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Issue: January 10, 2004

Dying globe willow


I am writing to ask about my Globe Willow tree. I live in Bosque Farms, NM (15 miles south of Albuquerque) and would like to have an arborist look at the tree. Can you recommend someone? The tree is close to 20 years old so I'm not sure whether it can be saved or not. It is dead on one side and is leaning on the right. The weight is on the right side and it is beginning to uproot. I realize these trees do not last much beyond 20 years. If I do have to cut it down, can you recommend a replacement tree? Jan


To preserve the pine tree portions that you wish to use as a plant stand, there are several penetrating wood preservatives that can be used. You will need to coat all cut surfaces and the bark with the preservative. If you want to use the stump portion, you can't paint the roots that remain in the ground, but you can treat all above-ground portions. The roots will eventually rot, but that will take a few years because of the resin in the pine tree. As to which preservative is best to use, your local paint or hardware store can give a much better recommendation than I can.

I am not familiar with all the arborists working in the Bosque Farms area, so it is best if I donāt try to recommend an arborist. However, it is a good idea to look for an arborist who is certified by the International Society of Arborists (ISA) as you contact arborists in the telephone directory. This indicates that they have passed a test showing that they are familiar with proper tree care practices. You can also contact your local County Cooperative Extension Service. Valencia County has an active Master Gardener Program.

From what you have told me, removal of the tree may be the best recommendation. This is especially true if the leaning causes it to be a hazard for structures, vehicles, or people. Once the globe willow has died on one side, it will probably decline rapidly. That, of course, depends on exactly what is causing the death of the one side. Globe willows, while pretty when young, have many problems once they reach maturity. Your tree, as you have stated, has reached maturity and is in the process of declining.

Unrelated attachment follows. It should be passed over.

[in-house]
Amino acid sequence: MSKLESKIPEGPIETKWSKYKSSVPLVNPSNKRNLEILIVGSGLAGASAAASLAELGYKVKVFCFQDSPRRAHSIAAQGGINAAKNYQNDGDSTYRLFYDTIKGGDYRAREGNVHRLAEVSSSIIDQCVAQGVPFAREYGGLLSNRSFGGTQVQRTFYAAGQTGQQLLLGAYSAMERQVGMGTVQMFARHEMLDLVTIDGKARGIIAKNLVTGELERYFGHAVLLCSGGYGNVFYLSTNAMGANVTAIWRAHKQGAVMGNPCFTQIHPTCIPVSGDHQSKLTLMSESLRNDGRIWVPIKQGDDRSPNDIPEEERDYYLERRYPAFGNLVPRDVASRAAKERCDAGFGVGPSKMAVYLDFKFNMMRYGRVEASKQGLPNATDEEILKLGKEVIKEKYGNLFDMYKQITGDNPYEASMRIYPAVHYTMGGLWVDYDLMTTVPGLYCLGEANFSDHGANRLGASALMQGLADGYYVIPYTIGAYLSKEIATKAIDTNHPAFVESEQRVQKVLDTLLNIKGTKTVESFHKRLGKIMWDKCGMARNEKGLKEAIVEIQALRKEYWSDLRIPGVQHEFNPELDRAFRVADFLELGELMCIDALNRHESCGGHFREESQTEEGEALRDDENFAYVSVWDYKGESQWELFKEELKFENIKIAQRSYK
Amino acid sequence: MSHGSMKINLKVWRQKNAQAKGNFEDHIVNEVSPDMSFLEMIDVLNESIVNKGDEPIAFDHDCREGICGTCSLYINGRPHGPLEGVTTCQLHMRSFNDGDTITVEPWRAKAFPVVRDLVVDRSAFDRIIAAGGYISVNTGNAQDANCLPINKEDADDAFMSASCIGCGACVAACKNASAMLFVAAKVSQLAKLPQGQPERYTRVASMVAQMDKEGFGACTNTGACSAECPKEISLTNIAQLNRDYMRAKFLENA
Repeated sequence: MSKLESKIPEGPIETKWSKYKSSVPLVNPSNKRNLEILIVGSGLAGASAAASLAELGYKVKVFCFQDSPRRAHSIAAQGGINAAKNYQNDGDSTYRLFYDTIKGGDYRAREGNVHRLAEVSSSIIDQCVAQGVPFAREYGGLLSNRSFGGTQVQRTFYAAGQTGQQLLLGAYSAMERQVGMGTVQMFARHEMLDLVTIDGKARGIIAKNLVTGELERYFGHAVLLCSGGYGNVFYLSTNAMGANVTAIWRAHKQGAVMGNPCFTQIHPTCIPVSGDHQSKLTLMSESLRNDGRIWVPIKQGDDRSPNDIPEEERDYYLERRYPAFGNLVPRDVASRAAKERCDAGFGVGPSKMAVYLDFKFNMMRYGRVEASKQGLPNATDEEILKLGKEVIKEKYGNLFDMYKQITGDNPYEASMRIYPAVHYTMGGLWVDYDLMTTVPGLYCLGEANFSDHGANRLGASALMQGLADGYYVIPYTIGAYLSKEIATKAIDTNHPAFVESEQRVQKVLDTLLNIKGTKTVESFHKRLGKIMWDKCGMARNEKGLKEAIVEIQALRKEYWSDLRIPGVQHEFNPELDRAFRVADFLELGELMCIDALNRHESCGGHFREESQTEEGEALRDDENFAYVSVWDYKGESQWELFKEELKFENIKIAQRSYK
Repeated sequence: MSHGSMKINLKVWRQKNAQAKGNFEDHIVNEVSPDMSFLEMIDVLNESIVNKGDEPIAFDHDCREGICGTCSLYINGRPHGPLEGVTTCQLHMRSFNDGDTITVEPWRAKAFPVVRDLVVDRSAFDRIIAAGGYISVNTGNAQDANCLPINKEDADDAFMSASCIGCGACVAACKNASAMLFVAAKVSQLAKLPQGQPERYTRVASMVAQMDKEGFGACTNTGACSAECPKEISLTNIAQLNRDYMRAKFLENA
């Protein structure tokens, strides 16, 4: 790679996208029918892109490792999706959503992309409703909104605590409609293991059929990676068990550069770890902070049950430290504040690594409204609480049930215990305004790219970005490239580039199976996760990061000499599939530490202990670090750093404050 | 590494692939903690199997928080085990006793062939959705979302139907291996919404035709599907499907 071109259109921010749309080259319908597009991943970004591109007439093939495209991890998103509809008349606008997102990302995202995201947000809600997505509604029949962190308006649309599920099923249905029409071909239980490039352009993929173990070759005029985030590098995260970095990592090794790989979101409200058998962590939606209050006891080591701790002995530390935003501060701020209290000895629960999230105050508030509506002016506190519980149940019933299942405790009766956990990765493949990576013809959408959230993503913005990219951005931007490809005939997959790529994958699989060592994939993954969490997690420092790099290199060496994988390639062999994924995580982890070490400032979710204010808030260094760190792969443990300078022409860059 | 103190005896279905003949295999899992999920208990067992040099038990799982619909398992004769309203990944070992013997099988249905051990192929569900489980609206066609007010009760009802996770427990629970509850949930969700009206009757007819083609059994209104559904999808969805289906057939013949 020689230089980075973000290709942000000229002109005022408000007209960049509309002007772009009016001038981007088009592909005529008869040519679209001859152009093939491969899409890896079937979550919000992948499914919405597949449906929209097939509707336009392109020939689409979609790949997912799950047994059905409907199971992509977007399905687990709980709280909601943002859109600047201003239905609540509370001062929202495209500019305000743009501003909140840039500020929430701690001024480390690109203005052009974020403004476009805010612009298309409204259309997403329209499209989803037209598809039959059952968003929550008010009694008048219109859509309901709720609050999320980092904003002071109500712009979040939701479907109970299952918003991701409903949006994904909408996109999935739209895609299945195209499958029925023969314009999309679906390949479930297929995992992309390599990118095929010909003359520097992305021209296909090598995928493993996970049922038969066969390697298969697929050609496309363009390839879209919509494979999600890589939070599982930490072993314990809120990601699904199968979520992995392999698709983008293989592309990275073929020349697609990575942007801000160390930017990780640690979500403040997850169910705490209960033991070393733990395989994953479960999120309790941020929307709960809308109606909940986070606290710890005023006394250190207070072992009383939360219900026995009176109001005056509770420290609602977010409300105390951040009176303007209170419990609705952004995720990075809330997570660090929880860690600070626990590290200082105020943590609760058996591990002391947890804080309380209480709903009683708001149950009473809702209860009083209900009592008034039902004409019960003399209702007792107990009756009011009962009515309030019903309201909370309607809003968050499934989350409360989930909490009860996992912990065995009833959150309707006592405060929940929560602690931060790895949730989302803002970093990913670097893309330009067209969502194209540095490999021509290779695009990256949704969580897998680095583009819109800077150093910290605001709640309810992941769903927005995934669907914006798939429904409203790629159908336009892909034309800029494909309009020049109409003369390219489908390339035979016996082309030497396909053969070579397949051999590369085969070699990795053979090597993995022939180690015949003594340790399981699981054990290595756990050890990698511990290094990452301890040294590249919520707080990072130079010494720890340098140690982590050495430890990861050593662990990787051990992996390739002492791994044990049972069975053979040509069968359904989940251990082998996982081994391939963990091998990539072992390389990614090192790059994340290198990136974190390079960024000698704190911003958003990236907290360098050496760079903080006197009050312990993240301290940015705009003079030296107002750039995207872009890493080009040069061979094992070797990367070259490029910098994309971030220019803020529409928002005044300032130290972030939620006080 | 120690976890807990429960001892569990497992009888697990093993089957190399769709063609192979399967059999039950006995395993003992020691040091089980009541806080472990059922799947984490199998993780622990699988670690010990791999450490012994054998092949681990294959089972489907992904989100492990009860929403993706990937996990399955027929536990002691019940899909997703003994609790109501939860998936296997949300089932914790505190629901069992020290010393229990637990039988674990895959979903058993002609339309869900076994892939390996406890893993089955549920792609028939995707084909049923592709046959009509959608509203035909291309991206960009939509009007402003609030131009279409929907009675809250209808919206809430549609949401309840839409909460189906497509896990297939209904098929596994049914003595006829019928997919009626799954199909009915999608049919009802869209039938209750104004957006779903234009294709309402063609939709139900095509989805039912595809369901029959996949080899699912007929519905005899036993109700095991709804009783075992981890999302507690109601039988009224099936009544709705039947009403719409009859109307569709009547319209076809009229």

I can give some suggestions for replacement trees, but this is based on my preferences and you may prefer others. Some that I like are:

Texas red oak with red fall color;

Bur oak (usually no fall color, but very well adapted to New Mexico);

Chinquipin oak (the cultivar 'El Capitan' has maroon fall color and is native to the Capitan Mountains of New Mexico);

Live oak(if winter shade will not create icy patches that are hazardous) - there are several species of Live oak to consider;

Chinese pistache (a smaller tree, very water efficient and has good fall color);

Desert willow (a small, open structured tree, even more water efficient than those listed above and produces flowers attractive to hummingbirds through the summer);

Austrian pine(much like a ponderosa pine but better adapted to valley conditions);

Scots pine does well in New Mexico and has a yellowish papery bark on branches;

Japanese black pine does well here and has an interesting structure;

Dawn redwood (deciduous conifer from China has a pyramid shape);

Bald cypress (another deciduous conifer);

and Giant sequoia (an evergreen slow-growing tree that becomes very large).

There are many other good choices, but these are some interesting trees. Remember that all of them will need some irrigation during establishment and afterwards. Some will need more water than others.

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Marisa Y. Thompson, PhD, is the Extension Horticulture Specialist, in the Department of Extension Plant Sciences at the New Mexico State University Los Lunas Agricultural Science Center, email: desertblooms@nmsu.edu, office: 505-865-7340, ext. 113.


For more gardening information, visit the NMSU Extension Horticulture page at Desert Blooms and the NMSU Horticulture Publications page.

Send gardening questions to Southwest Yard and Garden - Attn: Dr. Marisa Thompson at desertblooms@nmsu.edu, or at the Desert Blooms Facebook.

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